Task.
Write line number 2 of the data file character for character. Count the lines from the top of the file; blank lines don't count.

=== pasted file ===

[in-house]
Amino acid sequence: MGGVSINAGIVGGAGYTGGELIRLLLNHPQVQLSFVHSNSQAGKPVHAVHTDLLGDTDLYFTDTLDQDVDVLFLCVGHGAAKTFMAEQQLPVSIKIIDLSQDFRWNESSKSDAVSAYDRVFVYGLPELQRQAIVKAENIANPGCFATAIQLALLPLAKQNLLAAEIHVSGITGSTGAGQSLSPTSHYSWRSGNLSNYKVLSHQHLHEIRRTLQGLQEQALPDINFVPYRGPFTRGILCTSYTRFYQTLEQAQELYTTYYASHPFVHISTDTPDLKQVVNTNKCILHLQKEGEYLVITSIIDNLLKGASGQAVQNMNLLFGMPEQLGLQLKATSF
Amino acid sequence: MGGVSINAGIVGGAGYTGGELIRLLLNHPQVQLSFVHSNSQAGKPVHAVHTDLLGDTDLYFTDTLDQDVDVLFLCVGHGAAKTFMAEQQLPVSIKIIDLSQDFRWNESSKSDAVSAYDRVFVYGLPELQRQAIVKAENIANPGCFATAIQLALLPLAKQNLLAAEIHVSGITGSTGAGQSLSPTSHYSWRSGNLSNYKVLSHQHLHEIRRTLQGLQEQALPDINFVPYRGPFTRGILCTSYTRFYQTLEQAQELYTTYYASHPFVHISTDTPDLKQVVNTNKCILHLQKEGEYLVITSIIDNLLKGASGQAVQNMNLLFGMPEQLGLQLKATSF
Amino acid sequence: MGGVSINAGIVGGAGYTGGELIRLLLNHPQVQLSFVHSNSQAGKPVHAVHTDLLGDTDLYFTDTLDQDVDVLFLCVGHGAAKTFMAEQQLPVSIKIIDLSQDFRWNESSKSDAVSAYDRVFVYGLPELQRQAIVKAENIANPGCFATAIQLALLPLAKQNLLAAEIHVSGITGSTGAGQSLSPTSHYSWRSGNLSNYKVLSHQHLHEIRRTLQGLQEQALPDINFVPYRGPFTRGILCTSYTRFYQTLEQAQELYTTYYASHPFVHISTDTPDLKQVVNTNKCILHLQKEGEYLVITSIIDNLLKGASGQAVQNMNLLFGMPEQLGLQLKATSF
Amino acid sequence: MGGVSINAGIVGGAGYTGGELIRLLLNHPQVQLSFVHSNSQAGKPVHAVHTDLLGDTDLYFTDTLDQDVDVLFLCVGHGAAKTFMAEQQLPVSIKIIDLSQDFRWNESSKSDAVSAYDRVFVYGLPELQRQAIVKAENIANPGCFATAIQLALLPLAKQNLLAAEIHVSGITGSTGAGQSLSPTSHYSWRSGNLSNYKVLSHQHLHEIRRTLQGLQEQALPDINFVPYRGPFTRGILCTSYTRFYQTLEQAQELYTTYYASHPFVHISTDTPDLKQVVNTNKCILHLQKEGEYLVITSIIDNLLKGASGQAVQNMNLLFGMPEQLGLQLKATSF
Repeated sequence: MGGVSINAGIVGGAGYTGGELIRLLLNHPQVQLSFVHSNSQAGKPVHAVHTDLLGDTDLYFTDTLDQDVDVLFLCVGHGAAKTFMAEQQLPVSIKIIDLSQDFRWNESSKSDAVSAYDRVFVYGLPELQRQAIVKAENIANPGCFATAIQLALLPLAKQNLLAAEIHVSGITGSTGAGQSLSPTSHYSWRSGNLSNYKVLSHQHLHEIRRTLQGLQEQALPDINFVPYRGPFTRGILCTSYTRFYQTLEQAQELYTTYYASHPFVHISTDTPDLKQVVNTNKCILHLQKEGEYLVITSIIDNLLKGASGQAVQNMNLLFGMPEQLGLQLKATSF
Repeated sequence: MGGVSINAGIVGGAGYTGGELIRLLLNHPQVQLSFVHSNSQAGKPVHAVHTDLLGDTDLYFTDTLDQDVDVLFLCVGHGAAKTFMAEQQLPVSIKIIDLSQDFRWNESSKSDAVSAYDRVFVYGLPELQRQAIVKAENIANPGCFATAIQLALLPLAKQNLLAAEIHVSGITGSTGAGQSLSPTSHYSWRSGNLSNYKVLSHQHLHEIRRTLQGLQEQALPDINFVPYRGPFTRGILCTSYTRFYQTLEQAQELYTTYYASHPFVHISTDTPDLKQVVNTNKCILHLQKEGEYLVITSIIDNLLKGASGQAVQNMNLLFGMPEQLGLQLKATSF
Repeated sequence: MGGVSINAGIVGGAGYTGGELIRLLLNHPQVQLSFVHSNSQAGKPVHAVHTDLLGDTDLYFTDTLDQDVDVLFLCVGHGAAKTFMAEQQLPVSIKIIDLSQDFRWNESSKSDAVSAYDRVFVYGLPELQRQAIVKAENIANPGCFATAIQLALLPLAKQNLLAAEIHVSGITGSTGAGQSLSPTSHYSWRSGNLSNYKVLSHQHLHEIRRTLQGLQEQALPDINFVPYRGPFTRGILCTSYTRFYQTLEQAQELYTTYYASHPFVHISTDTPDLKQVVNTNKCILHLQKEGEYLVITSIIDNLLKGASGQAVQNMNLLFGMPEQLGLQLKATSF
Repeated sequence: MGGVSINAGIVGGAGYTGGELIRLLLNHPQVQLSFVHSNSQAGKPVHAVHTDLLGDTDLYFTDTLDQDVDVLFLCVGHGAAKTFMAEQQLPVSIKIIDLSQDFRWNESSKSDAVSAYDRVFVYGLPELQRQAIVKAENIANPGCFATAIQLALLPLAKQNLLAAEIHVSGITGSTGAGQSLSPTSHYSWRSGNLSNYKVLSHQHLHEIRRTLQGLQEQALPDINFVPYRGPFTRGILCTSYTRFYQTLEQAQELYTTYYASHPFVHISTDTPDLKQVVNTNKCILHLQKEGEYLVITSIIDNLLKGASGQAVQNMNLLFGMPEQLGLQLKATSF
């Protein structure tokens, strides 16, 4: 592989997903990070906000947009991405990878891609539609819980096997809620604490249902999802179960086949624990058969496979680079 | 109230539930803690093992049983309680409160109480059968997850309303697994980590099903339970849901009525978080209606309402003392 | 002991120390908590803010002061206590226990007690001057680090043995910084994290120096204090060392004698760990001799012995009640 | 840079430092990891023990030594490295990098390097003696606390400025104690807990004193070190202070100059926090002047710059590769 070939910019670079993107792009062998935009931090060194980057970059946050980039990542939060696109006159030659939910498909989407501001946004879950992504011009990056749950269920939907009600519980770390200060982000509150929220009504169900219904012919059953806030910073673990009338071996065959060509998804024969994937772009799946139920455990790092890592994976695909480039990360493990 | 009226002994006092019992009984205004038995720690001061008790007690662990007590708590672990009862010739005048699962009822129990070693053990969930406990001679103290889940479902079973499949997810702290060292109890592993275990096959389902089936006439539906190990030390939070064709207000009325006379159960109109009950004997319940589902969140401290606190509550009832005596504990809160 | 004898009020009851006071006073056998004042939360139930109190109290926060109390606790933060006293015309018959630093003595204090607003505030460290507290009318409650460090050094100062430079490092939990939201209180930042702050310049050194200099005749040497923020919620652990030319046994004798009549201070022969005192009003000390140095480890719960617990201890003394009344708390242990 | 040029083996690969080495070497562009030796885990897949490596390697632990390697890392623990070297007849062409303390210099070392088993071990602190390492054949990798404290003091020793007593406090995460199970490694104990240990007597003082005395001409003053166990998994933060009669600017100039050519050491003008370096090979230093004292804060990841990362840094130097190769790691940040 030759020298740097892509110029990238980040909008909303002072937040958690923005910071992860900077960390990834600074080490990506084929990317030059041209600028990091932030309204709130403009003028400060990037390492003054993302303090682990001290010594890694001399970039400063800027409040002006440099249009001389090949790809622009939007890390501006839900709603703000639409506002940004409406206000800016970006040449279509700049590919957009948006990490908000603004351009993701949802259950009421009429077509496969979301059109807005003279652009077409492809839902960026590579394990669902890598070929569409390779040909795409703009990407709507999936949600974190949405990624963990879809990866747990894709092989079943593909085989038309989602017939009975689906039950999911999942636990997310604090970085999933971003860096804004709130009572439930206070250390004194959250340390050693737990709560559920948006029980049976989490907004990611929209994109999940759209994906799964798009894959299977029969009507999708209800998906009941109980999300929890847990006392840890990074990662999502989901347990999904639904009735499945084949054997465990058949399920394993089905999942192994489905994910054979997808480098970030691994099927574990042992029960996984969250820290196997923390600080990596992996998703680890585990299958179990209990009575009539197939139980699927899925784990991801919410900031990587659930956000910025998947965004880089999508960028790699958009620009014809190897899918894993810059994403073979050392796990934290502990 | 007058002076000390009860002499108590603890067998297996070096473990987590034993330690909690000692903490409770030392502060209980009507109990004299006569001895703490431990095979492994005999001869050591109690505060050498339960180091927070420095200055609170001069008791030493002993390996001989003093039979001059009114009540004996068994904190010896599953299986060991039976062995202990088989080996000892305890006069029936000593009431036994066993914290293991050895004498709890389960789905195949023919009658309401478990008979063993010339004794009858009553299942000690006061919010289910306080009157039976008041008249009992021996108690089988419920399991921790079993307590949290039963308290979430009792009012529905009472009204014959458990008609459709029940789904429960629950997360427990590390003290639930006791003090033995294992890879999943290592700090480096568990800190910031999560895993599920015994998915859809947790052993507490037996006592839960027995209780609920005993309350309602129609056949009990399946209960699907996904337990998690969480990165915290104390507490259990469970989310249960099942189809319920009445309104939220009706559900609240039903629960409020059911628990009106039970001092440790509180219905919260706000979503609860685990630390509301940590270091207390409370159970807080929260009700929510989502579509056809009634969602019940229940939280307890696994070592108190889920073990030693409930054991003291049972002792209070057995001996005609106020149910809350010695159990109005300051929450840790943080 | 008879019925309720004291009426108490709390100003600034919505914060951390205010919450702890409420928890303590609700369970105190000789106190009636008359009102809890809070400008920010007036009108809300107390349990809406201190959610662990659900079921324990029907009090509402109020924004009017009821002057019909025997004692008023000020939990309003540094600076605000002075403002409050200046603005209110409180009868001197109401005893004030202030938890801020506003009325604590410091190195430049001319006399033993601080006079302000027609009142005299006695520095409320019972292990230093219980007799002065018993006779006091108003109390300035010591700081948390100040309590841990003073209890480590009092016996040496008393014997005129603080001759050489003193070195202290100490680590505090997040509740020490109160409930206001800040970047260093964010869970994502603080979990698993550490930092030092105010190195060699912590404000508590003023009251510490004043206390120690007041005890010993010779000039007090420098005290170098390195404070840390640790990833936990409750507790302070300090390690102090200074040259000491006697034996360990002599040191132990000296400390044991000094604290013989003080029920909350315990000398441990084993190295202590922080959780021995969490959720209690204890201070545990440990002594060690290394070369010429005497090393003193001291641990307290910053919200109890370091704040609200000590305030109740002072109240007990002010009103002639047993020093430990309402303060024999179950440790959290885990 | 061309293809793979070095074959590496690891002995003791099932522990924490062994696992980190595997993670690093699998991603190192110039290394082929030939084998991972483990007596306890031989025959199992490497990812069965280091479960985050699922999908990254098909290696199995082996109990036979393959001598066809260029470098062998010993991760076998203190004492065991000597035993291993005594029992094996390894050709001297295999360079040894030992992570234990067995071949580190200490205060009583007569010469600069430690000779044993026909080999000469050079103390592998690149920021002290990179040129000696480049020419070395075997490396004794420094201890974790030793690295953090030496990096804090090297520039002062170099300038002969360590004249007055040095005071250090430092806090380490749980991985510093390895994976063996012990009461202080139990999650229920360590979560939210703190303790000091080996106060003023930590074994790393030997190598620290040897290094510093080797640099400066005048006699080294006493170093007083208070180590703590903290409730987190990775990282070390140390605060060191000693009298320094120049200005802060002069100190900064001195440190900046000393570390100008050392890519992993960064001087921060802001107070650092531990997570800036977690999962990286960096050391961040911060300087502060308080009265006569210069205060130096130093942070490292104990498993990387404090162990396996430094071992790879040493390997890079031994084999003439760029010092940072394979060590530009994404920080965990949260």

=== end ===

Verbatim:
Amino acid sequence: MGGVSINAGIVGGAGYTGGELIRLLLNHPQVQLSFVHSNSQAGKPVHAVHTDLLGDTDLYFTDTLDQDVDVLFLCVGHGAAKTFMAEQQLPVSIKIIDLSQDFRWNESSKSDAVSAYDRVFVYGLPELQRQAIVKAENIANPGCFATAIQLALLPLAKQNLLAAEIHVSGITGSTGAGQSLSPTSHYSWRSGNLSNYKVLSHQHLHEIRRTLQGLQEQALPDINFVPYRGPFTRGILCTSYTRFYQTLEQAQELYTTYYASHPFVHISTDTPDLKQVVNTNKCILHLQKEGEYLVITSIIDNLLKGASGQAVQNMNLLFGMPEQLGLQLKATSF